The Hidden 'Judiciary': An Empirical Examination of Executive Branch Justice

56 Pages Posted: 8 Apr 2009  

Chris Guthrie

Vanderbilt University - Law School

Jeffrey J. Rachlinski

Cornell Law School

Andrew J. Wistrich

California Central District Court

Date Written: April 7, 2009

Abstract

Administrative law judges attract little scholarly attention, yet they decide a large fraction of all civil disputes. In this Article, we demonstrate that these executive branch judges, like their counterparts in the judicial branch, tend to make predominantly intuitive rather than predominantly deliberative decisions. This finding sheds new light on executive branch justice by suggesting that judicial intuition, not judicial independence, is the most significant challenge facing these important judicial officers.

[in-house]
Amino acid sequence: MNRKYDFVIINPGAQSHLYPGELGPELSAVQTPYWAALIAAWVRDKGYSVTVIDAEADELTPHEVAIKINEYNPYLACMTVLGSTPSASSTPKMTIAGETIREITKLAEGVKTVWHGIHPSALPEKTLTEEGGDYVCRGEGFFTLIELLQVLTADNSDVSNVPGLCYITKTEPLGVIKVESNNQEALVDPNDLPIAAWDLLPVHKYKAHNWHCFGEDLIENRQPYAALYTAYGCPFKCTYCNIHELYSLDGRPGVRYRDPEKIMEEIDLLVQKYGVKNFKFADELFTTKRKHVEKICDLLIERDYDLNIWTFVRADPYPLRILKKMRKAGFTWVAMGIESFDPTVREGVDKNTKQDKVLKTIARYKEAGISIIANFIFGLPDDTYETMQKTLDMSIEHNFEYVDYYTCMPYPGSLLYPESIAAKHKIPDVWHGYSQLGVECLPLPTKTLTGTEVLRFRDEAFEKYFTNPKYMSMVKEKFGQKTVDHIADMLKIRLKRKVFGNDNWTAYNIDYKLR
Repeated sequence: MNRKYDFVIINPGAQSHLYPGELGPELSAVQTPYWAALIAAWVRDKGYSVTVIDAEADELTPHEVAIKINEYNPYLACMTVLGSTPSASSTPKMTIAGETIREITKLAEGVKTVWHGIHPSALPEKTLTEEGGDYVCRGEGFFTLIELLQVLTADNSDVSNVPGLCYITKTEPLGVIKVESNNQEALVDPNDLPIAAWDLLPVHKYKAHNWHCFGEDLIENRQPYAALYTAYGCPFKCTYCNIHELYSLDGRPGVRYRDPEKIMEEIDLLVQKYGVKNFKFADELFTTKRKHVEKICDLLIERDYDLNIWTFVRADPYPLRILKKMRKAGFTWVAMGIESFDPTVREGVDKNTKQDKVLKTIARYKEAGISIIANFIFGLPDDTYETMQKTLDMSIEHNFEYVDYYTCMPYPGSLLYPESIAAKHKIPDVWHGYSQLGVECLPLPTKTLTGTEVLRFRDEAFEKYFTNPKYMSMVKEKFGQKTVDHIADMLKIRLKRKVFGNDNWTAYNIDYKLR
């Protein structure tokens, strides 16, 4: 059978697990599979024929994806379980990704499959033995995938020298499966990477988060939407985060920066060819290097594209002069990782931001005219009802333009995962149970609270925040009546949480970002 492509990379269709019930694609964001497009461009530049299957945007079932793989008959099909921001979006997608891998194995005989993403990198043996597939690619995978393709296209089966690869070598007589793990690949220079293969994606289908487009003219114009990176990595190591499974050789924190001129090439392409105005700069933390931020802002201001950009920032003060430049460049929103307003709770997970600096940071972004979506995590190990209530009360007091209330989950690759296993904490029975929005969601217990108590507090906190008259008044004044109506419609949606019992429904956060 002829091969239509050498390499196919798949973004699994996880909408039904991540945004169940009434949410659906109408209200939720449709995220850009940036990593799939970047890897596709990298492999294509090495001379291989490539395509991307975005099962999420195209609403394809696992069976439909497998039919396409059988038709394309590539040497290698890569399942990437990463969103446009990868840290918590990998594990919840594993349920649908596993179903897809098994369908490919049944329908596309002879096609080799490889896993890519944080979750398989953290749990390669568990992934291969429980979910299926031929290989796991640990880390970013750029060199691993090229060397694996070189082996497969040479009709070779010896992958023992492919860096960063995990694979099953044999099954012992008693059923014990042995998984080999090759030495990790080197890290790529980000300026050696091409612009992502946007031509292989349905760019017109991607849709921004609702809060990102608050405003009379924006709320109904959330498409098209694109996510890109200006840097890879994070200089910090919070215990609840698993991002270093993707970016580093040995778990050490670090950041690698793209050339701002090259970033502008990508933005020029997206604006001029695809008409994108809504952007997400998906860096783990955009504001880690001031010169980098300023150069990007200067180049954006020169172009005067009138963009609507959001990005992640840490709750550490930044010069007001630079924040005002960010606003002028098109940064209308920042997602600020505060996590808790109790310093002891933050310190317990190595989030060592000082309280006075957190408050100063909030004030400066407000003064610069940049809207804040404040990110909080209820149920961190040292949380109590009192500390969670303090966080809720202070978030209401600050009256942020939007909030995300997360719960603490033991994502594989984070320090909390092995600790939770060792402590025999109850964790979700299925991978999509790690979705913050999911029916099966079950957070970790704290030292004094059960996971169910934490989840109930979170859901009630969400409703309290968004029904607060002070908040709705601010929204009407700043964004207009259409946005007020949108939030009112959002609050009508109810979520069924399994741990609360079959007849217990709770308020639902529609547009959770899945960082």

Keywords: Judges, ALI, Decision-making, Intuition, Deliberation, Heuristic and biases

Suggested Citation

Guthrie, Chris and Rachlinski , Jeffrey J. and Wistrich, Andrew J., The Hidden 'Judiciary': An Empirical Examination of Executive Branch Justice (April 7, 2009). Vanderbilt Law and Economics Research Paper No. 09-12; Vanderbilt Public Law Research Paper No. 09-09; Cornell Legal Studies Research Paper No. 09-010. Available at SSRN: https://ssrn.com/abstract=1374346 or http://dx.doi.org/10.2139/ssrn.1374346

Chris Guthrie (Contact Author)

Vanderbilt University - Law School ( email )

131 21st Avenue South
Nashville, TN 37203-1181
United States
615-322-6823 (Phone)
615-322-6631 (Fax)

Jeffrey John Rachlinski

Cornell Law School ( email )

Myron Taylor Hall
Cornell University
Ithaca, NY 14853-4901
United States
607-255-5878 (Phone)
607-255-7193 (Fax)

Andrew J. Wistrich

California Central District Court ( email )

Los Angeles, CA 90012
United States

Paper statistics

Downloads
363
Rank
65,456
Abstract Views
1,795